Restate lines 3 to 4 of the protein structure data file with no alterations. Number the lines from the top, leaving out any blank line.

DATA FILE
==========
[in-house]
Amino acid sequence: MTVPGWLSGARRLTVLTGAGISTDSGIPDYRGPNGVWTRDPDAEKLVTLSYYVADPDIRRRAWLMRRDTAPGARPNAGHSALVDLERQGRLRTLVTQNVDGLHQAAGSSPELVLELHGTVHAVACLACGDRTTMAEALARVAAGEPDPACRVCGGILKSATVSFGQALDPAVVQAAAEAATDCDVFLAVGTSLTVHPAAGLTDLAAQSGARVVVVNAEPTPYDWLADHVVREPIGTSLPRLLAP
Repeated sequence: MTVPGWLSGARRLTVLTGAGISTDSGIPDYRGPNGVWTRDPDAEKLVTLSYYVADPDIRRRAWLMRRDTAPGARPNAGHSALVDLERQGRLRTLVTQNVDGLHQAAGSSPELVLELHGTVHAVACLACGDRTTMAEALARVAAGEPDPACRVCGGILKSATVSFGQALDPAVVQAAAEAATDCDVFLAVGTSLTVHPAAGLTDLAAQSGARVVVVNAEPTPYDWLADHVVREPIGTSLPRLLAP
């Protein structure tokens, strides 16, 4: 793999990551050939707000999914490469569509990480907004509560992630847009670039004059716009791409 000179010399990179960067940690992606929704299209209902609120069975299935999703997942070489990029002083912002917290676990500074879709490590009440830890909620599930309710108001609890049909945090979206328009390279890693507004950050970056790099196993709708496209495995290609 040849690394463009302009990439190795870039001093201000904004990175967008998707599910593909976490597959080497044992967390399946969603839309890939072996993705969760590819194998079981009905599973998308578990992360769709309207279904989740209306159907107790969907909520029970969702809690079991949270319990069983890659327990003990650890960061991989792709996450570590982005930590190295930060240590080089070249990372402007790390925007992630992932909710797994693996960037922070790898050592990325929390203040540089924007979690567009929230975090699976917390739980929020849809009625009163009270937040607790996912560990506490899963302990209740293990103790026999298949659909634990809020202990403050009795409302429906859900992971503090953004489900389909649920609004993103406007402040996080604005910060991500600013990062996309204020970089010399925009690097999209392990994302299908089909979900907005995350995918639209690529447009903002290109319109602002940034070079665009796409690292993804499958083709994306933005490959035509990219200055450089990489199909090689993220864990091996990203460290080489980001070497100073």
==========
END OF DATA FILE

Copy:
Repeated sequence: MTVPGWLSGARRLTVLTGAGISTDSGIPDYRGPNGVWTRDPDAEKLVTLSYYVADPDIRRRAWLMRRDTAPGARPNAGHSALVDLERQGRLRTLVTQNVDGLHQAAGSSPELVLELHGTVHAVACLACGDRTTMAEALARVAAGEPDPACRVCGGILKSATVSFGQALDPAVVQAAAEAATDCDVFLAVGTSLTVHPAAGLTDLAAQSGARVVVVNAEPTPYDWLADHVVREPIGTSLPRLLAP
């Protein structure tokens, strides 16, 4: 793999990551050939707000999914490469569509990480907004509560992630847009670039004059716009791409 000179010399990179960067940690992606929704299209209902609120069975299935999703997942070489990029002083912002917290676990500074879709490590009440830890909620599930309710108001609890049909945090979206328009390279890693507004950050970056790099196993709708496209495995290609 040849690394463009302009990439190795870039001093201000904004990175967008998707599910593909976490597959080497044992967390399946969603839309890939072996993705969760590819194998079981009905599973998308578990992360769709309207279904989740209306159907107790969907909520029970969702809690079991949270319990069983890659327990003990650890960061991989792709996450570590982005930590190295930060240590080089070249990372402007790390925007992630992932909710797994693996960037922070790898050592990325929390203040540089924007979690567009929230975090699976917390739980929020849809009625009163009270937040607790996912560990506490899963302990209740293990103790026999298949659909634990809020202990403050009795409302429906859900992971503090953004489900389909649920609004993103406007402040996080604005910060991500600013990062996309204020970089010399925009690097999209392990994302299908089909979900907005995350995918639209690529447009903002290109319109602002940034070079665009796409690292993804499958083709994306933005490959035509990219200055450089990489199909090689993220864990091996990203460290080489980001070497100073």